4 Investigates: Ex-city director resigned over spending questions


by Dennis Woltering with additional reporting from Michael Perlstein


Posted on September 30, 2010 at 10:17 PM

Updated Monday, Oct 18 at 1:50 PM

NEW ORLEANS - Just weeks after the scandal over the spending of public money led to the resignation of the head of the Public Belt Railroad, Eyewitness News has learned that the head of another city agency has also been forced to resign due to questions about his expenses.

Kenneth Ferdinand resigned his $102,000 per year job as executive director of the French Market Corporation July 29.

He acknowledged the expenses he charged to the French Market Corporation on a trip to Paris in late February and early March to visit his daughter escalated concerns that some board members had about his spending of public money.

“I don’t think that there were any crimes involved,” he said. “None, absolutely none.”

Ferdinand said he met with business people on behalf of the French Market while in Paris

But, those weren't the only expenses that raised questions.
In fact, through a public records request, 4 Investigates obtained dozens of receipts and credit card charges worth thousands of dollars with no documented business purpose or notation of who Ferdinand was meeting with.

“There are some serious questions as to whether these were necessary business expenses or purely personal expensesand therefore an abuse by this executive with this agency,” said Rafael Goyeneche of the Metropolitan Crime Commission.

When asked about an envelope of credit card receipts, without documentation or any indication what the expenses were for, that was provided to 4 Investigates as part of a public records request, Ferdinand acknowledged turning them in, saying,  "That was our method of documenting, to return the receipts.  That's what we did."

But 4 Investigates obtained a copy of an e-mail from the president of the French Market Corporation, Charles Napoli, that was sent to Ferdinand and disputes that.

"As you know," Napoli said, "the FMC credit card can only be used if the employee can prove the charges were for valid business expenses."

In a statement, Napoli told Eyewitness News,  "As soon as the board of directors learned of Mr. Ferdinand's misuse of the French Market credit card, we notified him and brought it to the attention of the administration."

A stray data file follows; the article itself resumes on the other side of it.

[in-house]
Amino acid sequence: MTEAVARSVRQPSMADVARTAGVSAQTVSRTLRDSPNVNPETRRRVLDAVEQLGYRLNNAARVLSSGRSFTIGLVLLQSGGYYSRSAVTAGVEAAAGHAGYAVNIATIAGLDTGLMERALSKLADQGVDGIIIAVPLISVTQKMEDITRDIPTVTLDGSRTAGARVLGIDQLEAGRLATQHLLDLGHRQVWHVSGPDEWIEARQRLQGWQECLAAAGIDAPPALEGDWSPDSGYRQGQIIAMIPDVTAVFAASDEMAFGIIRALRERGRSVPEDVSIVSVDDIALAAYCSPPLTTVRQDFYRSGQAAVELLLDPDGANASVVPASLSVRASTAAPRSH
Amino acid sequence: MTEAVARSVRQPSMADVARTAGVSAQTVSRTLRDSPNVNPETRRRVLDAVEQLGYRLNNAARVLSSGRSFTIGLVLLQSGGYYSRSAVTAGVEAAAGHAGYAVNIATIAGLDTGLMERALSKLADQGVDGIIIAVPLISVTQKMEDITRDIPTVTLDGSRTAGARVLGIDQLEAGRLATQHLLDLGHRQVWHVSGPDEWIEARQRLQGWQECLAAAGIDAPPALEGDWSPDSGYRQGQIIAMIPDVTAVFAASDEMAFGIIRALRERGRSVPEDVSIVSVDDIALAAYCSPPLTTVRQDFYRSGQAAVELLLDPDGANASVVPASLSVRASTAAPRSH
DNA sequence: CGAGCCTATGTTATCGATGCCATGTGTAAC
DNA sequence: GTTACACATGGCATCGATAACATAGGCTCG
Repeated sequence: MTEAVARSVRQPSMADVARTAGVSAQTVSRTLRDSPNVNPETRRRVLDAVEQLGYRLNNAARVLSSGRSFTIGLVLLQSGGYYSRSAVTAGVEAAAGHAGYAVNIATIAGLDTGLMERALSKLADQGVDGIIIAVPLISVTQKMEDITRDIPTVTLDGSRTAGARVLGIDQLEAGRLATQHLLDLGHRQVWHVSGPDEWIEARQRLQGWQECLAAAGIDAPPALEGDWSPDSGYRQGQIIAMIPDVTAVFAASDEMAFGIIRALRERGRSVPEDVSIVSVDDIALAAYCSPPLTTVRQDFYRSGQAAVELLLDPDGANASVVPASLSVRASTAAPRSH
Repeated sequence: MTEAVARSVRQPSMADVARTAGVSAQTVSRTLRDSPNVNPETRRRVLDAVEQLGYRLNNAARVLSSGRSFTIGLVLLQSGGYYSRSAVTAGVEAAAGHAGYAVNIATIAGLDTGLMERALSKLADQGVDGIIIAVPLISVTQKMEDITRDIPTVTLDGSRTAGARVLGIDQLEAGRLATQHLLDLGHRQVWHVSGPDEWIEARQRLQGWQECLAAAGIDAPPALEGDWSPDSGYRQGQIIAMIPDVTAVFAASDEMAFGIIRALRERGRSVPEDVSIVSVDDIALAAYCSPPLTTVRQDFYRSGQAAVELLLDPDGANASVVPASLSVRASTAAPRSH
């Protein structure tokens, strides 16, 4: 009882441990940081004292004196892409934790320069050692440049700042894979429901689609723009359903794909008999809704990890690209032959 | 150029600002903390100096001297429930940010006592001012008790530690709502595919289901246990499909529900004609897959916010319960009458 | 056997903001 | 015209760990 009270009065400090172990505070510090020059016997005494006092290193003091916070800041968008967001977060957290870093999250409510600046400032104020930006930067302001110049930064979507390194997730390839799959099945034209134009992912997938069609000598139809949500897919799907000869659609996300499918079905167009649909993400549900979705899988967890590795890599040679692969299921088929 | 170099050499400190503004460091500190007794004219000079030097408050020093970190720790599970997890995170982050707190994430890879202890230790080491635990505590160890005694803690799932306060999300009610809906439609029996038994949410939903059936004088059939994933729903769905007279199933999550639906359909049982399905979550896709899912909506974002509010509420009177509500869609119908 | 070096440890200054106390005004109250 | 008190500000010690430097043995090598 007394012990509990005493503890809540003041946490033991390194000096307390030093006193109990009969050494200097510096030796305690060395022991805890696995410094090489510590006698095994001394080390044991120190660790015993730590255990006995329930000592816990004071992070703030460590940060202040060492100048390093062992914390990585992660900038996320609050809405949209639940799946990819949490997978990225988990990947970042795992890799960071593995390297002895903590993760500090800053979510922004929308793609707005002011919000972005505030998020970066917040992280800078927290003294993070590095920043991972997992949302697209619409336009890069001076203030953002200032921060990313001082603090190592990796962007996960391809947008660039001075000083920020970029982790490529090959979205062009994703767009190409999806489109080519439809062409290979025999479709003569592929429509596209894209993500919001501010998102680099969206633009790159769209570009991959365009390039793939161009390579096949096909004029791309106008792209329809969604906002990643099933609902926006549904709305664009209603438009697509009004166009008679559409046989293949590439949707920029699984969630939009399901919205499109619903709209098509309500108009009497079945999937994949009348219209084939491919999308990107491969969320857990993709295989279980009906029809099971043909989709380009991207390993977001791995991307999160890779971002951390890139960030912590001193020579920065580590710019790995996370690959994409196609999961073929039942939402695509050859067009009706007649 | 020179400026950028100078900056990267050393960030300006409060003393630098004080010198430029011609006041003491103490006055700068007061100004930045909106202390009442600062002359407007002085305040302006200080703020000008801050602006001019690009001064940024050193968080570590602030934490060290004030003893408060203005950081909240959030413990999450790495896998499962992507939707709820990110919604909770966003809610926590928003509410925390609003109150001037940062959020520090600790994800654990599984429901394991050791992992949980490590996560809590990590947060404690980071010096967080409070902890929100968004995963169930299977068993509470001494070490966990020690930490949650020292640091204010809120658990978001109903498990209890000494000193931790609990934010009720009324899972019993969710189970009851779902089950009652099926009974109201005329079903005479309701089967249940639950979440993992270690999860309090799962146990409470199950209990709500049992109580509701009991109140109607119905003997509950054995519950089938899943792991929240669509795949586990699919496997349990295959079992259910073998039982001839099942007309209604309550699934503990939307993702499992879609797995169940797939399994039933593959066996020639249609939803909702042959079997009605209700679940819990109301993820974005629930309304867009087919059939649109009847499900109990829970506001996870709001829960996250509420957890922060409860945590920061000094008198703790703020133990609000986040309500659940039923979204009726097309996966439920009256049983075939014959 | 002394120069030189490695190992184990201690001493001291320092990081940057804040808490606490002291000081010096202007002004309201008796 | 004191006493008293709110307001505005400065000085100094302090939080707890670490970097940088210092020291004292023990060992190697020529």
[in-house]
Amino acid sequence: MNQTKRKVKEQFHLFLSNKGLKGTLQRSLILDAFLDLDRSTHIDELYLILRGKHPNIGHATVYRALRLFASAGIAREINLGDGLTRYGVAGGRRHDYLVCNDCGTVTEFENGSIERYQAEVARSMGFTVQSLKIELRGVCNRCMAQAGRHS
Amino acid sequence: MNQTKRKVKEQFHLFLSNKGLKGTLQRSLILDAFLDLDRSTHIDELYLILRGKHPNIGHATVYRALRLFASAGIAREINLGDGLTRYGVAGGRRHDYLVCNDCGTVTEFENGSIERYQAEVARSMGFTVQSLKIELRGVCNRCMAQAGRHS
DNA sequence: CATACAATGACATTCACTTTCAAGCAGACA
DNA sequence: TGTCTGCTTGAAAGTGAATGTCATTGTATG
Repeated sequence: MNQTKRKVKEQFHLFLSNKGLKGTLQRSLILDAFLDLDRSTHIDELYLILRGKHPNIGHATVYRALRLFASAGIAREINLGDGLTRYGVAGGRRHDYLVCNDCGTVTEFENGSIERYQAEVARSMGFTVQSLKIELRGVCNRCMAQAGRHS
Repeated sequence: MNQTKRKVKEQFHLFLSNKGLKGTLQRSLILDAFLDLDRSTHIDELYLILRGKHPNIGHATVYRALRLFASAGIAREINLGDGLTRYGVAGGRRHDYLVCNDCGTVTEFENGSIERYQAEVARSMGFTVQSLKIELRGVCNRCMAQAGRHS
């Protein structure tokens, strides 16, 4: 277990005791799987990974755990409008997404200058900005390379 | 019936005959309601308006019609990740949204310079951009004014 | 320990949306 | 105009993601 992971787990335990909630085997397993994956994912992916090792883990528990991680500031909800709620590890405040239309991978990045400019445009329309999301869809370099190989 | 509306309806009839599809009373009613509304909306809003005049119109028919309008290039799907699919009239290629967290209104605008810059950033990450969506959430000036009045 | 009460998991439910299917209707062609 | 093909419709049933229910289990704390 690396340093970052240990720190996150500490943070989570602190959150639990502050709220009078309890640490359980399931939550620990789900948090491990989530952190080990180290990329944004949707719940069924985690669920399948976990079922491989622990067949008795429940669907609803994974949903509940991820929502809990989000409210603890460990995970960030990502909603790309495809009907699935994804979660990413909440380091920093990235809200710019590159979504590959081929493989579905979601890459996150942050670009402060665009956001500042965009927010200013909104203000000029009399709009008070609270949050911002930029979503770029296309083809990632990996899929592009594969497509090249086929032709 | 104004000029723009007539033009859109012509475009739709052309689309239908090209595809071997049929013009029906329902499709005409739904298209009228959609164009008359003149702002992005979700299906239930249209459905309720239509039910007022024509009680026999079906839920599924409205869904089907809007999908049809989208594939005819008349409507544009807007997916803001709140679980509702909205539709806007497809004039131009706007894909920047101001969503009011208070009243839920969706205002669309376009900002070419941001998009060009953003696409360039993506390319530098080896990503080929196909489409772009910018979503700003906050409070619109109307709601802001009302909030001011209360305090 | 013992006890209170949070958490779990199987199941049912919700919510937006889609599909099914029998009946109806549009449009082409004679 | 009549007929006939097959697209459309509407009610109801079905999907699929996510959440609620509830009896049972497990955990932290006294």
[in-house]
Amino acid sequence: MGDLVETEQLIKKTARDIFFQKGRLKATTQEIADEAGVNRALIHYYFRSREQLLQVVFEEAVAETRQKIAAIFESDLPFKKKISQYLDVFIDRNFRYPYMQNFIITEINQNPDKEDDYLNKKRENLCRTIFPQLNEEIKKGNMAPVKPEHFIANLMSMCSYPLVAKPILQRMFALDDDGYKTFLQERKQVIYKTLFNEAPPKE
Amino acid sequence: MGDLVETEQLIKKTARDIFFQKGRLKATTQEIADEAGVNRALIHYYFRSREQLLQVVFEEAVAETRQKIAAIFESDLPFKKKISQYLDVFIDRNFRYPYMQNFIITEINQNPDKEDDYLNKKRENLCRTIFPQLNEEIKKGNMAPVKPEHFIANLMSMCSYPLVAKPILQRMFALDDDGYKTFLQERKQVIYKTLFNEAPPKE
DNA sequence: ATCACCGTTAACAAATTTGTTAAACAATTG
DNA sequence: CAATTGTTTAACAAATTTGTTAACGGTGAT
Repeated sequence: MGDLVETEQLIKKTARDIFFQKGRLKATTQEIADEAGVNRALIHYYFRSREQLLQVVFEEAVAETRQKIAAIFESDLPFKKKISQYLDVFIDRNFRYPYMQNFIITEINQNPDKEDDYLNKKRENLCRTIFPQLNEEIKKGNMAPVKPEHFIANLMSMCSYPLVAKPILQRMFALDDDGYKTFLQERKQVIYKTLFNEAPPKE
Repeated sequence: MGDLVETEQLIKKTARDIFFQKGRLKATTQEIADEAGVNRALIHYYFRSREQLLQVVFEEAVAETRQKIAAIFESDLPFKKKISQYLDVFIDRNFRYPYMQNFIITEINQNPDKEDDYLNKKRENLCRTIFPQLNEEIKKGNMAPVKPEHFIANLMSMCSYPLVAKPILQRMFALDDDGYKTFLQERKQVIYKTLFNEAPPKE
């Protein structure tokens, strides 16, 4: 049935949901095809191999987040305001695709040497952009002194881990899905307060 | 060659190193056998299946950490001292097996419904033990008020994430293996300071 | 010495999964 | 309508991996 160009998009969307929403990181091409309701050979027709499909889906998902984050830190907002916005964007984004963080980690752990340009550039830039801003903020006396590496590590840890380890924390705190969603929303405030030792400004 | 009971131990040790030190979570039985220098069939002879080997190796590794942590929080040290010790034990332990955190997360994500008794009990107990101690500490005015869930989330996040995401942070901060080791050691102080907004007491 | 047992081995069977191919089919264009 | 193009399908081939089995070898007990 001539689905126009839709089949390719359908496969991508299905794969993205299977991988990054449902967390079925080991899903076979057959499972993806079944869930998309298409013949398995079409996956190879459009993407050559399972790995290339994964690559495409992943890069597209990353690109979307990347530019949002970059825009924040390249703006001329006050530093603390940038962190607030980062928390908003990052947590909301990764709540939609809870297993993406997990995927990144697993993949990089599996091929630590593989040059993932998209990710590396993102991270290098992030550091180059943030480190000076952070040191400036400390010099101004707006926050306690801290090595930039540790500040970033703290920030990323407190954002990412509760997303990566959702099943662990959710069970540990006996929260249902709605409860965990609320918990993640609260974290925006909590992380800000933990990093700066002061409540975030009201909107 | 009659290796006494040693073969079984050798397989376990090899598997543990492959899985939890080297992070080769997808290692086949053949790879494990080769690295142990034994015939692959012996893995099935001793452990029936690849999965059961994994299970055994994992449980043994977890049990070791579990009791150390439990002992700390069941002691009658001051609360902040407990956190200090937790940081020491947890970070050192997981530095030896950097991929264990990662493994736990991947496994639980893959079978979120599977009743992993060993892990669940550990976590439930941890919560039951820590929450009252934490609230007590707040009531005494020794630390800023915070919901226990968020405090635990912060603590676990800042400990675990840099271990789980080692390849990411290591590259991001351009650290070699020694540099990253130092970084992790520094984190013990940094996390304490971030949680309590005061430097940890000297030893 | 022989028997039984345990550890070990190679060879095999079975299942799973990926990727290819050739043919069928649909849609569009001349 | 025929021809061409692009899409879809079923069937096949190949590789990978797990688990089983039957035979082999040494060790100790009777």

“There were some questionable expenses and there were some questionable practices that were going on,” said Mayor Mitch Landrieu on Thursday. “The board members let us know about it. They said 'We think we ought to give him the opportunity to resign.'  We said 'That’s a good idea.'"

Sources told 4 Investigates that board members were concerned that Ferdinand had made more than $14,000 in possibly improper expenses on his French Market Corp. credit card.

Mayor Landrieu said he was not aware of the specifics.
One of two council members who sit on the board that is supposed to provide oversight said she can't speak to that either.

“I don’t know about that, because I missed two board meetings because we had urgent meetings over here,” explained Jackie Clarkson, the City Council vice president and an at-large member.

When told by Eyewitness News that it may have been more than $14,000 in expenses that concerned the board, Ferdinand said, “Nobody discussed any amount of money with me - not 14, not 10, nothing.”

Ferdinand admitted he did reimburse the French Market for some of the charges he made on his FMC credit card.

“I reimbursed the city, the French Market, $5,000,” he said, adding he was asked to resign.

“The board asked me to resign because they thought there was some things that they felt they considered to be serious enough for them to make that request, and I conceded,” he said.

Eyewitness News’ investigation found a series of expenses that raised questions about the public purpose, including: the expenses in Paris; several meals Ferdinand ate alone, including many at Snug Harbor; and many expenses for alcohol, an apparent violation of law.

“There are attorney general’s opinions that confirm that the Louisiana Constitution does not allow public agencies or their employees to pay for alcohol,” said Goyeneche.

Eyewitness News asked Ferdinand about some of the bar bills, including one for $83 and one for $173 in wine charges.

“We had meetings, board meetings,” he said. “I don’t really choose to discuss those matters.”

Goyeneche said the Ferdinand case calls for an independent investigation.

“There probably needs to be an internal, administrative probe,” he said. “I think there needs to be an external probe conducted at this point in time. If there’s any criminal violations, then the appropriate authorities need to be consulted.”

Landrieu said he is seeking an explanation from the French Market board.

"I want an after-action review.  I want to know the specifics," Landrieu said, denying there was an effort to cover up the Ferdinand case.

Ferdinand said there may have been some mistakes made, but that he did a lot of good and committed no crimes.

On Thursday, shortly after the WWL-TV interview with Mayor Landrieu, the office of Inspector General Ed Quatrevaux confirmed that the Landrieu administration had delivered a packet of Ferdinand's receipts and credit card charges, asking him to investigate.


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